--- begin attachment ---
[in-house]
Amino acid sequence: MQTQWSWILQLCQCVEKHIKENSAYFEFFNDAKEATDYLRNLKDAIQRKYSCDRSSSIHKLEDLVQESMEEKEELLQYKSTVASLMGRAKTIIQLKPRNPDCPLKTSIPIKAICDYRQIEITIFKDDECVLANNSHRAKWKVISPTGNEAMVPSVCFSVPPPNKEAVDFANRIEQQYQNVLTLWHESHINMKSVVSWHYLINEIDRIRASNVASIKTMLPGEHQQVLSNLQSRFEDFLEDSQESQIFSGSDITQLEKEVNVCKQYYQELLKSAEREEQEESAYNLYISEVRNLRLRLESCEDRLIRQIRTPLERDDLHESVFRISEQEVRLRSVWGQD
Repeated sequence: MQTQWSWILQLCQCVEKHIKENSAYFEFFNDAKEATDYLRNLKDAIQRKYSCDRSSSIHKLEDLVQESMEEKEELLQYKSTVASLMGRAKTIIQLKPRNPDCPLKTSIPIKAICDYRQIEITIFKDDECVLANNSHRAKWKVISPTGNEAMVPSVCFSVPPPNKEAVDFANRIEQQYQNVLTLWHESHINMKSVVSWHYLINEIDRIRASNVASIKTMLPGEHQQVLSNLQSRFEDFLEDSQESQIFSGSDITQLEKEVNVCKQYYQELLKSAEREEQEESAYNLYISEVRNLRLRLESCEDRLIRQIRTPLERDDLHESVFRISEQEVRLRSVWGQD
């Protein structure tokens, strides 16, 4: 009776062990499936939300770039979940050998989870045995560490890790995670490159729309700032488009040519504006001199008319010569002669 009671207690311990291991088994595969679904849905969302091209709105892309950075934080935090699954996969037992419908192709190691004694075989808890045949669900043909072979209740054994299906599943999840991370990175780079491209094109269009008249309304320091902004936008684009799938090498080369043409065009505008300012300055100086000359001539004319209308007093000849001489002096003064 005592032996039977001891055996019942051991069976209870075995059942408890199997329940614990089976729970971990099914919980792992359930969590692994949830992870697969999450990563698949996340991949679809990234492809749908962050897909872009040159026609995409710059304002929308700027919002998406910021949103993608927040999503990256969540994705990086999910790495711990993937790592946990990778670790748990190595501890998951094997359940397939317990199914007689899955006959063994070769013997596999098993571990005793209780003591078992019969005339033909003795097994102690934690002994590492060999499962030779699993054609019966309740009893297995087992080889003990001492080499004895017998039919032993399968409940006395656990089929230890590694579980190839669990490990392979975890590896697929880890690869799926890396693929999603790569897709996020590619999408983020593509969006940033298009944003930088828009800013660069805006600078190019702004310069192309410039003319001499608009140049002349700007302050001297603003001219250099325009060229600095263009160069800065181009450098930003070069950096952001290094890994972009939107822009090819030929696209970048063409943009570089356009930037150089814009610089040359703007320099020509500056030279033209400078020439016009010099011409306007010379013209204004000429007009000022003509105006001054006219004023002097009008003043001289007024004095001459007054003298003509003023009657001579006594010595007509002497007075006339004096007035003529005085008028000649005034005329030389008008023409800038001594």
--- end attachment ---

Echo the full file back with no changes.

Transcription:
[in-house]
Amino acid sequence: MQTQWSWILQLCQCVEKHIKENSAYFEFFNDAKEATDYLRNLKDAIQRKYSCDRSSSIHKLEDLVQESMEEKEELLQYKSTVASLMGRAKTIIQLKPRNPDCPLKTSIPIKAICDYRQIEITIFKDDECVLANNSHRAKWKVISPTGNEAMVPSVCFSVPPPNKEAVDFANRIEQQYQNVLTLWHESHINMKSVVSWHYLINEIDRIRASNVASIKTMLPGEHQQVLSNLQSRFEDFLEDSQESQIFSGSDITQLEKEVNVCKQYYQELLKSAEREEQEESAYNLYISEVRNLRLRLESCEDRLIRQIRTPLERDDLHESVFRISEQEVRLRSVWGQD
Repeated sequence: MQTQWSWILQLCQCVEKHIKENSAYFEFFNDAKEATDYLRNLKDAIQRKYSCDRSSSIHKLEDLVQESMEEKEELLQYKSTVASLMGRAKTIIQLKPRNPDCPLKTSIPIKAICDYRQIEITIFKDDECVLANNSHRAKWKVISPTGNEAMVPSVCFSVPPPNKEAVDFANRIEQQYQNVLTLWHESHINMKSVVSWHYLINEIDRIRASNVASIKTMLPGEHQQVLSNLQSRFEDFLEDSQESQIFSGSDITQLEKEVNVCKQYYQELLKSAEREEQEESAYNLYISEVRNLRLRLESCEDRLIRQIRTPLERDDLHESVFRISEQEVRLRSVWGQD
């Protein structure tokens, strides 16, 4: 009776062990499936939300770039979940050998989870045995560490890790995670490159729309700032488009040519504006001199008319010569002669 009671207690311990291991088994595969679904849905969302091209709105892309950075934080935090699954996969037992419908192709190691004694075989808890045949669900043909072979209740054994299906599943999840991370990175780079491209094109269009008249309304320091902004936008684009799938090498080369043409065009505008300012300055100086000359001539004319209308007093000849001489002096003064 005592032996039977001891055996019942051991069976209870075995059942408890199997329940614990089976729970971990099914919980792992359930969590692994949830992870697969999450990563698949996340991949679809990234492809749908962050897909872009040159026609995409710059304002929308700027919002998406910021949103993608927040999503990256969540994705990086999910790495711990993937790592946990990778670790748990190595501890998951094997359940397939317990199914007689899955006959063994070769013997596999098993571990005793209780003591078992019969005339033909003795097994102690934690002994590492060999499962030779699993054609019966309740009893297995087992080889003990001492080499004895017998039919032993399968409940006395656990089929230890590694579980190839669990490990392979975890590896697929880890690869799926890396693929999603790569897709996020590619999408983020593509969006940033298009944003930088828009800013660069805006600078190019702004310069192309410039003319001499608009140049002349700007302050001297603003001219250099325009060229600095263009160069800065181009450098930003070069950096952001290094890994972009939107822009090819030929696209970048063409943009570089356009930037150089814009610089040359703007320099020509500056030279033209400078020439016009010099011409306007010379013209204004000429007009000022003509105006001054006219004023002097009008003043001289007024004095001459007054003298003509003023009657001579006594010595007509002497007075006339004096007035003529005085008028000649005034005329030389008008023409800038001594």